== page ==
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FlyNavy
Recruit

Posts: 17
Unit: SWR-OK-001

Oklahoma Wing
« on: November 27, 2016, 01:19:37 PM »

Some of our units that are geographically separated from the larger cities in our state, have brought several issues to my attention recently. Chief complaints are a lack of available training opportunities, as well as apathy over a lack of utilization for real world missions. The argument is "Why train for qualifications that we will never use?"

First, to mitigate the lack of training opportunities, we are standing up a small group of highly qualified instructors who are willing to travel to these units and instruct/evaluate.

We are all aware that CAP Search and Rescue missions are increasingly rare in today's technologically advanced society, however disaster relief missions are quite common in our state. Training for these missions solves the first problem.

Secondly however, the challenge remains: How do we incorporate these units into our training exercises that are several hours away from the majority of our wing, and make it meaningful training? Are there any other Wings out there with this same issue?

If anybody needs further clarification here, please ask.   
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Director of Emergency Services, Oklahoma Wing
Qualifications: MP, MO, MS, AOBD, MSA, MRO, MSO, TMP, UDF, WS

arajca
Salty & Seasoned Contributor

Posts: 4,139

« Reply #1 on: November 27, 2016, 02:04:03 PM »

Colorado has similar issues.

One solution may be to run a forward operating location in the remote area and include a sortie or two (air or ground) to bring qualified ICP staff to the FOL. Train the folk in the distant areas to operate similarly afterward, but keep sending some qualified ICP folks over to help out, train, or just to provide relief. Build sorties for the remote areas as well - plan on them from the start of the planning process, not as an "oh yeah, we need something for those folks to do as well" last minute addition.
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etodd
Salty & Seasoned Contributor

Posts: 759

« Reply #2 on: November 27, 2016, 02:09:52 PM »


 "Why train for qualifications that we will never use?"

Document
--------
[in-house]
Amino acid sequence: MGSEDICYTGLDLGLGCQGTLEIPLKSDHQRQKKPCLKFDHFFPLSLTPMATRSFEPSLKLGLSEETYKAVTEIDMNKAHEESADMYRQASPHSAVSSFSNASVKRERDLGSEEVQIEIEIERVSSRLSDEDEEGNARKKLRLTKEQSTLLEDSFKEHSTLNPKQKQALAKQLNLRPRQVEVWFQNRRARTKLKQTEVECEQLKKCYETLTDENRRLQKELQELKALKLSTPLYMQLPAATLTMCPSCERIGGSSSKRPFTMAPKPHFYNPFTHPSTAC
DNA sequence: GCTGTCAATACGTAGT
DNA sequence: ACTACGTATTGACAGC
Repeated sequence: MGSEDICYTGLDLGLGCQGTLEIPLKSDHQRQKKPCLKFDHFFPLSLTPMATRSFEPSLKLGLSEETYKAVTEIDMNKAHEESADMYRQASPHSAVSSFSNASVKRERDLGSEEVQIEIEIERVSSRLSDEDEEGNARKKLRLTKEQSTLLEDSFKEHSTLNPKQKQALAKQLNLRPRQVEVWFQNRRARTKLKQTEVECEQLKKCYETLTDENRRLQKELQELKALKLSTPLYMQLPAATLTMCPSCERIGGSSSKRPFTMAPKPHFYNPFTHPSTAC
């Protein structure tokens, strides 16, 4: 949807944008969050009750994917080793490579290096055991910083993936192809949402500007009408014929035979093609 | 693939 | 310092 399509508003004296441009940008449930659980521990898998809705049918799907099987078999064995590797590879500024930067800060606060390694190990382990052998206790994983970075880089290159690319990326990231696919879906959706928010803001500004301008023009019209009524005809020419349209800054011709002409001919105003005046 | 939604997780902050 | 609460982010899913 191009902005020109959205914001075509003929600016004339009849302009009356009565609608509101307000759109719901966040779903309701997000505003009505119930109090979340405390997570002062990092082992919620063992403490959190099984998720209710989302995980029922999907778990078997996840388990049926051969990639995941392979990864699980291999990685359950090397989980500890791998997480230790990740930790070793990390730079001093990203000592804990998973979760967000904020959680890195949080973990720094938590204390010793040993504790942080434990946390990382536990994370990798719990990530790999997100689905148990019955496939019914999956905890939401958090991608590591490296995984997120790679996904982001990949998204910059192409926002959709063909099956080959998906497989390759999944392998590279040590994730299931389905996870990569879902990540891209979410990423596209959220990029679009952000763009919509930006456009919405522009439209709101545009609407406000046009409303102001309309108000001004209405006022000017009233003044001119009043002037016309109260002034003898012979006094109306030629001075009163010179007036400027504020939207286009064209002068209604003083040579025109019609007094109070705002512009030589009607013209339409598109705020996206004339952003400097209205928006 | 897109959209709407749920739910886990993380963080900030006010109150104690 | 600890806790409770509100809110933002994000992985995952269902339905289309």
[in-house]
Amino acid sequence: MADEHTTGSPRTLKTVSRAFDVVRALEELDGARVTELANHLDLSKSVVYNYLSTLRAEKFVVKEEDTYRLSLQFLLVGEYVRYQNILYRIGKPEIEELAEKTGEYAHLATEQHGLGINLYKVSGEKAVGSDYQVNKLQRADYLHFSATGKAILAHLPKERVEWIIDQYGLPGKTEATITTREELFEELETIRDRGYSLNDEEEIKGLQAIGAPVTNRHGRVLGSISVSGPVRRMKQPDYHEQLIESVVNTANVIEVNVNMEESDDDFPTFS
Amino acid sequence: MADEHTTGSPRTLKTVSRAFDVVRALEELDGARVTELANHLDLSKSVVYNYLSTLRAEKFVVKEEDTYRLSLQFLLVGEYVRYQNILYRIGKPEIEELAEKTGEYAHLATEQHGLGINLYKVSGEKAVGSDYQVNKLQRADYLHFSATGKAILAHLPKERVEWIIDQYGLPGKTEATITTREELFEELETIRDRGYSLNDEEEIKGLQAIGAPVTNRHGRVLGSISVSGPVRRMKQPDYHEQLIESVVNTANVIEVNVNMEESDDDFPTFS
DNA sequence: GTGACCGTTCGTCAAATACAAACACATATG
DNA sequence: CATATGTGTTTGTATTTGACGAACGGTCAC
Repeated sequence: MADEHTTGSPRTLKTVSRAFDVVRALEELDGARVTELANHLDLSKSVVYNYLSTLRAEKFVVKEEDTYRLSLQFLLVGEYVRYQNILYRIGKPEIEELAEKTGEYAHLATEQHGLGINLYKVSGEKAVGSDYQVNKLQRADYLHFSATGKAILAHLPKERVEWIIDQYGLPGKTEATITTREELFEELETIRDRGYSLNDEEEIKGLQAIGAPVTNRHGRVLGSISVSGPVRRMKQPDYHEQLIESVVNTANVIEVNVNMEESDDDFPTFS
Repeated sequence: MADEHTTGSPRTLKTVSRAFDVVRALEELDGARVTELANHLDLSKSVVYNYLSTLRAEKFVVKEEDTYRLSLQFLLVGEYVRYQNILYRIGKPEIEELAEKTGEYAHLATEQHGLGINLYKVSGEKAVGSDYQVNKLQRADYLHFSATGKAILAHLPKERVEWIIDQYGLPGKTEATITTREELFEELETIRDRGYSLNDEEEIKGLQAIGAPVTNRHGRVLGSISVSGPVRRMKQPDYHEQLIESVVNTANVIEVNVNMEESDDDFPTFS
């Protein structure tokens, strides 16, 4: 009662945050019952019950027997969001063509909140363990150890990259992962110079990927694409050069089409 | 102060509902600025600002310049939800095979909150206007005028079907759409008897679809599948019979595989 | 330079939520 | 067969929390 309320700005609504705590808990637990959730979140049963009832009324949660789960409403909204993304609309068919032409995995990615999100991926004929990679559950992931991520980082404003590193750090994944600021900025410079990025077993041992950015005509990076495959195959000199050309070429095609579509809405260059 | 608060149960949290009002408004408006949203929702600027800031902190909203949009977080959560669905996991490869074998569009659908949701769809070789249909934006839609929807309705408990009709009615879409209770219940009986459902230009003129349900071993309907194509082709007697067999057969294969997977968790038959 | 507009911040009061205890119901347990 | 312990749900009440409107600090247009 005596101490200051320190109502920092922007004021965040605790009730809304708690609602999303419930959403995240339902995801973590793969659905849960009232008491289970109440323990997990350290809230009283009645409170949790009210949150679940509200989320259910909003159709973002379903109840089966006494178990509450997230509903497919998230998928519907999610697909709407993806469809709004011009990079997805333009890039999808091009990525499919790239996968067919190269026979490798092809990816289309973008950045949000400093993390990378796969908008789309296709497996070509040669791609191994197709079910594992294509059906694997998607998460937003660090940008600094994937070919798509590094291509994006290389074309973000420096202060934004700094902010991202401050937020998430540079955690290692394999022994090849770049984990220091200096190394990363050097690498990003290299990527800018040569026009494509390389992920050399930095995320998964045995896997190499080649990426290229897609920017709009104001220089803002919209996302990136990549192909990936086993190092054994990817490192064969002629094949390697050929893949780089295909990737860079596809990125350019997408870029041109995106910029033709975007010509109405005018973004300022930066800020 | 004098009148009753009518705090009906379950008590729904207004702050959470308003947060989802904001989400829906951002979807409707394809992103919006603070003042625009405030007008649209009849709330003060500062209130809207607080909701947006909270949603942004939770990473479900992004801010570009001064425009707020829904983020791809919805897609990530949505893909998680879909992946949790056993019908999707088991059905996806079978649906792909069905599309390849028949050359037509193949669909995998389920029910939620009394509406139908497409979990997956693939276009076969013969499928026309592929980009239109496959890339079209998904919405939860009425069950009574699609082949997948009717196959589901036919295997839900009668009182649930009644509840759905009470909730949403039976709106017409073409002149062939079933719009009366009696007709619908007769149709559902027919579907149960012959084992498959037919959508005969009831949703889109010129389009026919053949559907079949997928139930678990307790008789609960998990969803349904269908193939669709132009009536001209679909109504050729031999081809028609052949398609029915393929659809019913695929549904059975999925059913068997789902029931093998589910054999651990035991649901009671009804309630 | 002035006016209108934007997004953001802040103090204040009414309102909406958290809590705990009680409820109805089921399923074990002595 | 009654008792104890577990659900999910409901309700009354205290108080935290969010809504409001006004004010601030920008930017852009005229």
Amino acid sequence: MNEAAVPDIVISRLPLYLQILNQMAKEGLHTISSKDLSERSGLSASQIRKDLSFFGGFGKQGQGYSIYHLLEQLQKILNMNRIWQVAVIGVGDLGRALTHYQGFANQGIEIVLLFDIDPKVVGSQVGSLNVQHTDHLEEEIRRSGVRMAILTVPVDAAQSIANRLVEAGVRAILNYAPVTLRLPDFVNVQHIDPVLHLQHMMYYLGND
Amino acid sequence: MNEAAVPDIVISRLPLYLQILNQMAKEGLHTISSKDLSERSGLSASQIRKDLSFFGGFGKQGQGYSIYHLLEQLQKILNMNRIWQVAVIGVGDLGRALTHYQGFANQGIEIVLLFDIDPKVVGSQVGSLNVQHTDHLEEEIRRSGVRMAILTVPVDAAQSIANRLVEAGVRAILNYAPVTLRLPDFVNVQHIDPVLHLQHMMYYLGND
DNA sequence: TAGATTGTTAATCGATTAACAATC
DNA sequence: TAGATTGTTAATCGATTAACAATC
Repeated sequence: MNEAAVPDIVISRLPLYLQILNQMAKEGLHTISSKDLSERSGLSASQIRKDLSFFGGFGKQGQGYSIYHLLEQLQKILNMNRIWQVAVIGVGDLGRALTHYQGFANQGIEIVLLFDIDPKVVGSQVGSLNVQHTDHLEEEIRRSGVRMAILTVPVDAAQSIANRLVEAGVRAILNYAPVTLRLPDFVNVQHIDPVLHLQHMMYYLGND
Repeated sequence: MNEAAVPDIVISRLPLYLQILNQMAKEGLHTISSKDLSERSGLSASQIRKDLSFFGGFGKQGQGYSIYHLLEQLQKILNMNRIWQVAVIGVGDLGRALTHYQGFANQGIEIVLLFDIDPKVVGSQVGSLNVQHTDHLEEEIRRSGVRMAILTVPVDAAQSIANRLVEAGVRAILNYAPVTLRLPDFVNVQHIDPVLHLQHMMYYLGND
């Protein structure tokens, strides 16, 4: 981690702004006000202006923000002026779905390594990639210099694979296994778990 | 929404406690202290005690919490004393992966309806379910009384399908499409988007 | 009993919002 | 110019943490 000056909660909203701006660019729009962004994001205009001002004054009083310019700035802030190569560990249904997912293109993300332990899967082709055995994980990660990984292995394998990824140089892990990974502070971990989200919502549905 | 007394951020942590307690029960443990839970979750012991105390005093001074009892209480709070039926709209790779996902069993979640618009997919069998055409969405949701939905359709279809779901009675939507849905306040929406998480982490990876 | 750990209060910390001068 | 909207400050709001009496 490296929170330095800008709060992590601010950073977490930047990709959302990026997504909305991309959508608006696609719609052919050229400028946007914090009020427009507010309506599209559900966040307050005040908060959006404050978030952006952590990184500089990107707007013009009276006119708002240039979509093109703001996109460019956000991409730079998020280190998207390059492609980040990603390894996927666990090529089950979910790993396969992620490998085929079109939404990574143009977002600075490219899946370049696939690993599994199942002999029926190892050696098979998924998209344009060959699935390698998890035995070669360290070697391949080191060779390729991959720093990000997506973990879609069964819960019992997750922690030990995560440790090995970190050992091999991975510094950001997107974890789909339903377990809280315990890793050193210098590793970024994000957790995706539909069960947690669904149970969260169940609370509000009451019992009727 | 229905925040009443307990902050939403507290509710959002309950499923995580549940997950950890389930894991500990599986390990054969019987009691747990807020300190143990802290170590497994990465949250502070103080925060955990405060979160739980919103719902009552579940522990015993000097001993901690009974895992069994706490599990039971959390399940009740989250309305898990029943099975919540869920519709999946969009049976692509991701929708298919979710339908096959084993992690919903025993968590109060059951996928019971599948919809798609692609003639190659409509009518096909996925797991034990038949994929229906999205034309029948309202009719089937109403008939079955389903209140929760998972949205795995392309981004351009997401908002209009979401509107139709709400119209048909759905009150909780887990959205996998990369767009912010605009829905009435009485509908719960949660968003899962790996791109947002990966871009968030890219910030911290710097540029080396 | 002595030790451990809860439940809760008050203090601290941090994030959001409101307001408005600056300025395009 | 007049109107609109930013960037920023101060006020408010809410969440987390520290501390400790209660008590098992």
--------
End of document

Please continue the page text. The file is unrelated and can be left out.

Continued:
Our local airport has a manned fire station. I see those guys out often training and using the trucks and gear, keeping them ready. I'm 60 years old and have never known there to be a fire at the airport.  (Maybe there was and I missed one all those years.)

But as I'm coming in to land, its always comforting to know there are folks standing at the ready in case they are ever needed.
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MS - MO - AP - MP
FlyNavy
Recruit

Posts: 17
Unit: SWR-OK-001

Oklahoma Wing
« Reply #3 on: November 27, 2016, 02:56:29 PM »

Colorado has similar issues.

One solution may be to run a forward operating location in the remote area and include a sortie or two (air or ground) to bring qualified ICP staff to the FOL. Train the folk in the distant areas to operate similarly afterward, but keep sending some qualified ICP folks over to help out, train, or just to provide relief. Build sorties for the remote areas as well - plan on them from the start of the planning process, not as an "oh yeah, we need something for those folks to do as well" last minute addition.

We are going to need to shift to this type of mindset. In the past we have trained in the Western part of the state, but now we operate in Cental and Eastern Oklahoma almost exclusivly. How do you sell the idea to the majority of members that traveling the extra distance is worthwhile? It would provide some variety.
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Director of Emergency Services, Oklahoma Wing
Qualifications: MP, MO, MS, AOBD, MSA, MRO, MSO, TMP, UDF, WS

Eclipse
Too Much Free Time Award
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Posts: 27,823

« Reply #4 on: November 27, 2016, 03:18:10 PM »

Traveling for SARExs is the reality of CAP in many (most?) wings.  There's no way around it when the
membership has shrunk down to only major population centers that aren't evenly distributed.

Also, those units or their groups should be seeking out response relationships with local
EMAs for local mission work.  There's generally more then most CAP units can handle once the
phone calls are made.

A "road show" of trained / experienced members who can go and both instruct and task members
is a good idea to get people spun up.

We've also had success with remote operation during major exercises - slowly but surely the idea
that "everyone needs to come to dad's barn just to shake hands and leave" is being dissuaded.
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"Effort" does not equal "results".
The contents of this post are Copyright 2017 by eclipse. All rights are reserved. Specific permission is given to quote this post here on CAP-Talk only.

PHall
Salty & Seasoned Contributor

Posts: 5,806

« Reply #5 on: November 27, 2016, 04:14:54 PM »


 "Why train for qualifications that we will never use?"


Our local airport has a manned fire station. I see those guys out often training and using the trucks and gear, keeping them ready. I'm 60 years old and have never known there to be a fire at the airport.  (Maybe there was and I missed one all those years.)